Bread and Wine

Profession of Faith

We say a profession of faith in response to the readings of scripture and the sermon.  The Nicene Creed is an ancient statement of faith used by most Christian churches. This faith statement binds us together with Christians of all generations and across the globe. It is called the Nicene Creed because the church’s bishops crafted it in the city of Nicaea in Asia Minor in 325 A.D. The Creed, in brief, tells the biblical faith story and summarizes our beliefs about God, who is, in a way that goes beyond our full understanding, one being in three persons - Father, Son and Holy Spirit.

The largest section focuses upon the birth, death and the resurrection of Jesus Christ. The word Christ comes from a Greek word that means anointed or chosen. It is a translation of the Hebrew word messiah. Jesus was chosen by God to reveal God’s great love for the world, to free us from the power of sin and death and all those things that limit our lives and keep us from living life in the fullness and richness which God intended for us. Through Jesus, God becomes our Father, who loves us without reservation or end, and we receive the Holy Spirit, the gift of God’s ongoing presence and power in the world and in our lives.

One, Holy, Catholic and Apostolic

The Creed also includes our views about the church, the body of Christ, and the life of faith. When we say that the church is “one, holy, catholic and apostolic,” we confess something that Is at the same time a reality through the Holy Spirit that unites and sanctifies the faithful and is an ideal for which we long and work.

The word catholic comes from the Greek word that means universal. The Episcopal Church is part of the body of Christ that goes beyond the limits of space and time since it not only exists across the ages and around the world but also in the mind of God.

Apostolic means that we continue in the way of Jesus’ first followers, in the “apostles’ teaching and fellowship, the breaking of bread and the prayers,” as shown in Acts 2:42. It also means that we are sent out to proclaim the Good News of Christ. Apostle coms from a Greek word that means “sent out.” We are sent out to those who are in need physically by empowering them to live fuller lives and spiritually by bringing others to Christ, who is the full revelation of God and humanity.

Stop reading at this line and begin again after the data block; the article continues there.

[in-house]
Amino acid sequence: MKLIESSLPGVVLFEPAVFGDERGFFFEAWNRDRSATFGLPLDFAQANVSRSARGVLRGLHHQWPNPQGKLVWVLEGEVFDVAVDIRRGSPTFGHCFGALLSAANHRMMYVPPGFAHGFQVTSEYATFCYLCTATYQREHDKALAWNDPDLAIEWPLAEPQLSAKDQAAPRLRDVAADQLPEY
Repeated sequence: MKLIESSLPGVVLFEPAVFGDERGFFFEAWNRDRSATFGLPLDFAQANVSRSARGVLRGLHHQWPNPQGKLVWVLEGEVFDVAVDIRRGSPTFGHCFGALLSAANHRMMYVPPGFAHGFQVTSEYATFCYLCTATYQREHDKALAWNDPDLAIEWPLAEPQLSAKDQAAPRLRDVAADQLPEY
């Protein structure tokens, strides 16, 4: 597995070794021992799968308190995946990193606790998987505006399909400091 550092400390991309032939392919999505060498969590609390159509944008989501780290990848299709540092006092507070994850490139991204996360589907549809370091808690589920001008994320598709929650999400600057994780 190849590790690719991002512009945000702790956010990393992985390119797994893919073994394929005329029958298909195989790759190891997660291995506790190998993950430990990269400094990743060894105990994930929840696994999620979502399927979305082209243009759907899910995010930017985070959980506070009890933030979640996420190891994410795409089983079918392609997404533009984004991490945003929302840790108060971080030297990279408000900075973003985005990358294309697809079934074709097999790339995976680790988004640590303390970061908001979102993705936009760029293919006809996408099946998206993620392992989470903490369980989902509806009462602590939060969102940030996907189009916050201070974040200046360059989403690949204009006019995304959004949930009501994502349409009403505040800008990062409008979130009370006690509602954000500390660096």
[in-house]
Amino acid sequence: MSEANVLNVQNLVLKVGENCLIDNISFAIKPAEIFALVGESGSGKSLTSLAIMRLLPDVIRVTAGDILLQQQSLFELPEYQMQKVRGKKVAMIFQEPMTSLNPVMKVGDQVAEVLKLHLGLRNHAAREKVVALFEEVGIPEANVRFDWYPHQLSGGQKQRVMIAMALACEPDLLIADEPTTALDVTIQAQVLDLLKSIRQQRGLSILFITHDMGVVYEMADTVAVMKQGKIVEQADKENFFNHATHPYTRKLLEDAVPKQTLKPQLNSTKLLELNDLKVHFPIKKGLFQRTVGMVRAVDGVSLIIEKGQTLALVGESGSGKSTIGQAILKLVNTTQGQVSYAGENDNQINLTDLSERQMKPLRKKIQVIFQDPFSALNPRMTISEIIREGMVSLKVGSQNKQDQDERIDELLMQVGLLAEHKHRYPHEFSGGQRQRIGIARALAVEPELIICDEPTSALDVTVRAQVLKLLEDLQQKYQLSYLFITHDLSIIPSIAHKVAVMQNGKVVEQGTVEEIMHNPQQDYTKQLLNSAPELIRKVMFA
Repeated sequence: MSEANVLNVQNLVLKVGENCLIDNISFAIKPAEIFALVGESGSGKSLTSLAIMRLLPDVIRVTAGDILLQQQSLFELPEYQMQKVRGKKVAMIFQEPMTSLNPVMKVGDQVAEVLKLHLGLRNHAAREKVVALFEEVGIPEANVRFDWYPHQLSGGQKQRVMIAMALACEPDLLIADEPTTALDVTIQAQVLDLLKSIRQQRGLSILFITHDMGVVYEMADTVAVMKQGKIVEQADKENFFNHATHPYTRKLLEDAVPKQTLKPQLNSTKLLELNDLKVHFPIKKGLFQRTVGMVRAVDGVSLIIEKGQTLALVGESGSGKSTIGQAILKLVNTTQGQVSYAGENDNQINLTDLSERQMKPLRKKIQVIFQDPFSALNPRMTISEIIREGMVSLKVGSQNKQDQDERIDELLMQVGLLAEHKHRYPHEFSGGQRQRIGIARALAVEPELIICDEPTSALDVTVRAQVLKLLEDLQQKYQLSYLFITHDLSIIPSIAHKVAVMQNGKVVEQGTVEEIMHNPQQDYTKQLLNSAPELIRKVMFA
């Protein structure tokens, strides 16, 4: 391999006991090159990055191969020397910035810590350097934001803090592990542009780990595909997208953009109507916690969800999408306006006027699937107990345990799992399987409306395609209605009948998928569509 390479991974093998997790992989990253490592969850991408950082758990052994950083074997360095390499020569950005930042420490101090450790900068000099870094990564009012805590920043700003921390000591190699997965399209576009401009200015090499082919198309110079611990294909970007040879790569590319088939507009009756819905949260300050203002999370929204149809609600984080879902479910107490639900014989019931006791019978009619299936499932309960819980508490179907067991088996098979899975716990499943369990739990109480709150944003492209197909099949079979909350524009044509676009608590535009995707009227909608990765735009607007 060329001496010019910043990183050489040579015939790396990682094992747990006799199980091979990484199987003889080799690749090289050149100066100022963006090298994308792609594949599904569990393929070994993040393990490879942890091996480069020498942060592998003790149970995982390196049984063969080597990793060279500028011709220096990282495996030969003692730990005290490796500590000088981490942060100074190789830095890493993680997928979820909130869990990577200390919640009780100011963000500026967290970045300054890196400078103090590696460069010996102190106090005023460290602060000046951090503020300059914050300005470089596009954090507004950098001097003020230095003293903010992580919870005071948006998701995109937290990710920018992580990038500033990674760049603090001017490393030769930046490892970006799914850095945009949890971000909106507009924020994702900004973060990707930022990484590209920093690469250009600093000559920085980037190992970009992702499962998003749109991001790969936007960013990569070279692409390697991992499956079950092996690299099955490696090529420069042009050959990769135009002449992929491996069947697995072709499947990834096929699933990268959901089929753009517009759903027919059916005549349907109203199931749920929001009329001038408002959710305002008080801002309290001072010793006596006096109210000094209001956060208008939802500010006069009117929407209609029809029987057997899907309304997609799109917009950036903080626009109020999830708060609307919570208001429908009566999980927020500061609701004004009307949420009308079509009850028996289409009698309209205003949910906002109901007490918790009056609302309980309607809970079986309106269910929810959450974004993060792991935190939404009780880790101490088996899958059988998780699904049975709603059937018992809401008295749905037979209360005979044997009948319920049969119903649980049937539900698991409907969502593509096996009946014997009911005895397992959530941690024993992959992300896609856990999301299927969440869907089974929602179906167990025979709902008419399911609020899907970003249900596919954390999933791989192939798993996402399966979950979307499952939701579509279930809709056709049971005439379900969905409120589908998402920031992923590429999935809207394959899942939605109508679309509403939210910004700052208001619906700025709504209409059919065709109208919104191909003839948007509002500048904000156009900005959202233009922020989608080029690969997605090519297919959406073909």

The Creed ends with Amen, which indicates that it is not only a statement of beliefs, but a prayer that invites us deeper into mysteries that go beyond our understanding and into our relationship with God.

An excellent resource to learn more about the beliefs encapsulated in the Creed is the book by Luke Timothy Johnson, The Nicene Creed: What Christians Believe and Why It Matters.

The Nicene Creed

We believe in one God,
the Father, the Almighty,
maker of heaven and earth,
of all that is, seen and unseen.

We believe in one Lord, Jesus Christ,
the only Son of God,
eternally begotten of the Father,
God from God, Light from Light,
true God from true God,
begotten, not made,
of one Being with the Father.
Through him all things were made.
For us and for our salvation
he came down from heaven:
by the power of the Holy Spirit
he became incarnate from the Virgin Mary,
and was made man.
For our sake he was crucified under Pontius Pilate;
he suffered death and was buried.
On the third day he rose again
in accordance with the Scriptures;
he ascended into heaven
and is seated at the right hand of the Father.
He will come again in glory to judge the living and the dead,
and his kingdom will have no end.

We believe in the Holy Spirit, the Lord, the giver of life,
who proceeds from the Father and the Son.
With the Father and the Son he is worshiped and glorified.
He has spoken through the Prophets.
We believe in one holy catholic and apostolic Church.
We acknowledge one baptism for the forgiveness of sins.
We look for the resurrection of the dead,
and the life of the world to come. Amen.